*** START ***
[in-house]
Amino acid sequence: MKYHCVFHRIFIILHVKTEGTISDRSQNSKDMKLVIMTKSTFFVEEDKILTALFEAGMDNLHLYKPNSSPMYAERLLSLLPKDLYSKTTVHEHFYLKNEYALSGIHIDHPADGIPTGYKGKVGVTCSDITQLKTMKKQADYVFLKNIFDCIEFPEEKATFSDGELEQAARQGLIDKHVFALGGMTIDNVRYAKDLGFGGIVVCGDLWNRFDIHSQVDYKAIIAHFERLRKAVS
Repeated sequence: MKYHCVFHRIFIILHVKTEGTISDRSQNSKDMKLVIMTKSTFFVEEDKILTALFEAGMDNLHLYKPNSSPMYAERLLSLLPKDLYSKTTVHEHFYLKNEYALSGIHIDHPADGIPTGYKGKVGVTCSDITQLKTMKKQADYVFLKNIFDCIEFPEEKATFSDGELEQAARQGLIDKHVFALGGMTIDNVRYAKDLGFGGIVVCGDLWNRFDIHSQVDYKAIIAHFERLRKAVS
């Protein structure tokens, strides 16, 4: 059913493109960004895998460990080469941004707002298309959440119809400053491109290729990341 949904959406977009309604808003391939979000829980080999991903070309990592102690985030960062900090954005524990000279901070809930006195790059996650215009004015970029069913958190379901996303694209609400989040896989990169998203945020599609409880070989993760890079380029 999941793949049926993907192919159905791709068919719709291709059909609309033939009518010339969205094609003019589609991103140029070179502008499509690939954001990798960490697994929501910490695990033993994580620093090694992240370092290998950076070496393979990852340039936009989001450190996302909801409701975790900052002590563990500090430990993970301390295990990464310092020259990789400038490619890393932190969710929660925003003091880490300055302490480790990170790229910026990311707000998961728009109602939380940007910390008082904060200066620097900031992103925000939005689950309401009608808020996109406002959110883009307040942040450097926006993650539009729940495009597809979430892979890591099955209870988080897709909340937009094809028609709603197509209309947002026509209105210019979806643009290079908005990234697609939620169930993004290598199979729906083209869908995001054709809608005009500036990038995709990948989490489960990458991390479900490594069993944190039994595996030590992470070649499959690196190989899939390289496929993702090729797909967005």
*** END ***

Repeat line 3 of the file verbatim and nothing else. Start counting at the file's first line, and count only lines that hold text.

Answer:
Repeated sequence: MKYHCVFHRIFIILHVKTEGTISDRSQNSKDMKLVIMTKSTFFVEEDKILTALFEAGMDNLHLYKPNSSPMYAERLLSLLPKDLYSKTTVHEHFYLKNEYALSGIHIDHPADGIPTGYKGKVGVTCSDITQLKTMKKQADYVFLKNIFDCIEFPEEKATFSDGELEQAARQGLIDKHVFALGGMTIDNVRYAKDLGFGGIVVCGDLWNRFDIHSQVDYKAIIAHFERLRKAVS